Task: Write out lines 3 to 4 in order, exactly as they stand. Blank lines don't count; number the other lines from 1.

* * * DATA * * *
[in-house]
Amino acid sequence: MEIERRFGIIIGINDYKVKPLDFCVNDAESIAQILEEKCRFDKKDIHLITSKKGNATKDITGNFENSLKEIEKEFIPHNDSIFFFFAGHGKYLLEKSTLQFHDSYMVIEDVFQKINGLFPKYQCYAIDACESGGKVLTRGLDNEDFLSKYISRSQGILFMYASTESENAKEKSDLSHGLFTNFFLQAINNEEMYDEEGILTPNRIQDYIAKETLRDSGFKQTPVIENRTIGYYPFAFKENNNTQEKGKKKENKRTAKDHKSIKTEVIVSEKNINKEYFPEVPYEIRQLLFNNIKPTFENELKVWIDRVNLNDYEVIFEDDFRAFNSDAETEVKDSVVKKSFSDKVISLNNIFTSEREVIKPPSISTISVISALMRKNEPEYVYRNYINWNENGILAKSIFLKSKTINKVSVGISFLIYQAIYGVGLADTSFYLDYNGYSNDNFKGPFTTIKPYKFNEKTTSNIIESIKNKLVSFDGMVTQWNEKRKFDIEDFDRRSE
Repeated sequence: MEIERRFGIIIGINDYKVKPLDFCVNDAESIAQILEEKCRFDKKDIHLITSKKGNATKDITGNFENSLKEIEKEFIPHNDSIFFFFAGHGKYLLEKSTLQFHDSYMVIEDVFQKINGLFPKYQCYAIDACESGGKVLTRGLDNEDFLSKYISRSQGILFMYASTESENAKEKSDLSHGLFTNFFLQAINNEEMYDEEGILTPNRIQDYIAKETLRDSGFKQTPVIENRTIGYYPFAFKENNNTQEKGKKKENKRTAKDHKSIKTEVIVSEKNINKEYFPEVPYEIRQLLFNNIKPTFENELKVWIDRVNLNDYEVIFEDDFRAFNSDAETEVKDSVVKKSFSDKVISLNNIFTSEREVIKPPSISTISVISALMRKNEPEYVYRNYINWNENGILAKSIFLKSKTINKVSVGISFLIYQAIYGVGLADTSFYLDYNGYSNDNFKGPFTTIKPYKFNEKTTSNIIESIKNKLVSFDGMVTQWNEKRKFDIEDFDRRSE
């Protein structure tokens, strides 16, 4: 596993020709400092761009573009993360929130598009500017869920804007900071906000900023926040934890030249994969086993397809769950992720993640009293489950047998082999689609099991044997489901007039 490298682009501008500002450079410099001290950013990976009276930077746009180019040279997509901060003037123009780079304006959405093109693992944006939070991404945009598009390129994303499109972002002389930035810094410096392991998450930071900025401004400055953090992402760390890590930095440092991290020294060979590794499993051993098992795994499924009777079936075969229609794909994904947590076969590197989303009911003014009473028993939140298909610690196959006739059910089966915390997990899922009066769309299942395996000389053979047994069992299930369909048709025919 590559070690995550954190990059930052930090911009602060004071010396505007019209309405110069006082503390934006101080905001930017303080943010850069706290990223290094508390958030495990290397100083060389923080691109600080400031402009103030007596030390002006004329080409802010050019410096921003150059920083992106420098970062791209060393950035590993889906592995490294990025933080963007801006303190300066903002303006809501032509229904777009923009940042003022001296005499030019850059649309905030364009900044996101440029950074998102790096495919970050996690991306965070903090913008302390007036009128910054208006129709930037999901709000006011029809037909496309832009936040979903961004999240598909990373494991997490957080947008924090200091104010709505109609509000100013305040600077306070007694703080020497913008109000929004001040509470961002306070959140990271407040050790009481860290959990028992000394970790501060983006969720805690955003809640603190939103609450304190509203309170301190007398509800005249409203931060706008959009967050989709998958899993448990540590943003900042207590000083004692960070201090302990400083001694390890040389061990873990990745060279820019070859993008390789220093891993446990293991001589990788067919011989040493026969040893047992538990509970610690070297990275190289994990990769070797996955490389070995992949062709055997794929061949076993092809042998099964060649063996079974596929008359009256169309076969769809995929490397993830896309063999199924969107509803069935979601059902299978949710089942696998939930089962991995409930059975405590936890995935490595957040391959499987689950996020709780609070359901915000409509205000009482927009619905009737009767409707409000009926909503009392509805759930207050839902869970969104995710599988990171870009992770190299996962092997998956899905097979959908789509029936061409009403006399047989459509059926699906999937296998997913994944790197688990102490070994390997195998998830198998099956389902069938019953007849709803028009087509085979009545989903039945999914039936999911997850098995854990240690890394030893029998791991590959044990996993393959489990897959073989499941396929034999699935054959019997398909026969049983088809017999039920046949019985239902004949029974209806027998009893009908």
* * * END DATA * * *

Repeated sequence: MEIERRFGIIIGINDYKVKPLDFCVNDAESIAQILEEKCRFDKKDIHLITSKKGNATKDITGNFENSLKEIEKEFIPHNDSIFFFFAGHGKYLLEKSTLQFHDSYMVIEDVFQKINGLFPKYQCYAIDACESGGKVLTRGLDNEDFLSKYISRSQGILFMYASTESENAKEKSDLSHGLFTNFFLQAINNEEMYDEEGILTPNRIQDYIAKETLRDSGFKQTPVIENRTIGYYPFAFKENNNTQEKGKKKENKRTAKDHKSIKTEVIVSEKNINKEYFPEVPYEIRQLLFNNIKPTFENELKVWIDRVNLNDYEVIFEDDFRAFNSDAETEVKDSVVKKSFSDKVISLNNIFTSEREVIKPPSISTISVISALMRKNEPEYVYRNYINWNENGILAKSIFLKSKTINKVSVGISFLIYQAIYGVGLADTSFYLDYNGYSNDNFKGPFTTIKPYKFNEKTTSNIIESIKNKLVSFDGMVTQWNEKRKFDIEDFDRRSE
């Protein structure tokens, strides 16, 4: 596993020709400092761009573009993360929130598009500017869920804007900071906000900023926040934890030249994969086993397809769950992720993640009293489950047998082999689609099991044997489901007039 490298682009501008500002450079410099001290950013990976009276930077746009180019040279997509901060003037123009780079304006959405093109693992944006939070991404945009598009390129994303499109972002002389930035810094410096392991998450930071900025401004400055953090992402760390890590930095440092991290020294060979590794499993051993098992795994499924009777079936075969229609794909994904947590076969590197989303009911003014009473028993939140298909610690196959006739059910089966915390997990899922009066769309299942395996000389053979047994069992299930369909048709025919 590559070690995550954190990059930052930090911009602060004071010396505007019209309405110069006082503390934006101080905001930017303080943010850069706290990223290094508390958030495990290397100083060389923080691109600080400031402009103030007596030390002006004329080409802010050019410096921003150059920083992106420098970062791209060393950035590993889906592995490294990025933080963007801006303190300066903002303006809501032509229904777009923009940042003022001296005499030019850059649309905030364009900044996101440029950074998102790096495919970050996690991306965070903090913008302390007036009128910054208006129709930037999901709000006011029809037909496309832009936040979903961004999240598909990373494991997490957080947008924090200091104010709505109609509000100013305040600077306070007694703080020497913008109000929004001040509470961002306070959140990271407040050790009481860290959990028992000394970790501060983006969720805690955003809640603190939103609450304190509203309170301190007398509800005249409203931060706008959009967050989709998958899993448990540590943003900042207590000083004692960070201090302990400083001694390890040389061990873990990745060279820019070859993008390789220093891993446990293991001589990788067919011989040493026969040893047992538990509970610690070297990275190289994990990769070797996955490389070995992949062709055997794929061949076993092809042998099964060649063996079974596929008359009256169309076969769809995929490397993830896309063999199924969107509803069935979601059902299978949710089942696998939930089962991995409930059975405590936890995935490595957040391959499987689950996020709780609070359901915000409509205000009482927009619905009737009767409707409000009926909503009392509805759930207050839902869970969104995710599988990171870009992770190299996962092997998956899905097979959908789509029936061409009403006399047989459509059926699906999937296998997913994944790197688990102490070994390997195998998830198998099956389902069938019953007849709803028009087509085979009545989903039945999914039936999911997850098995854990240690890394030893029998791991590959044990996993393959489990897959073989499941396929034999699935054959019997398909026969049983088809017999039920046949019985239902004949029974209806027998009893009908």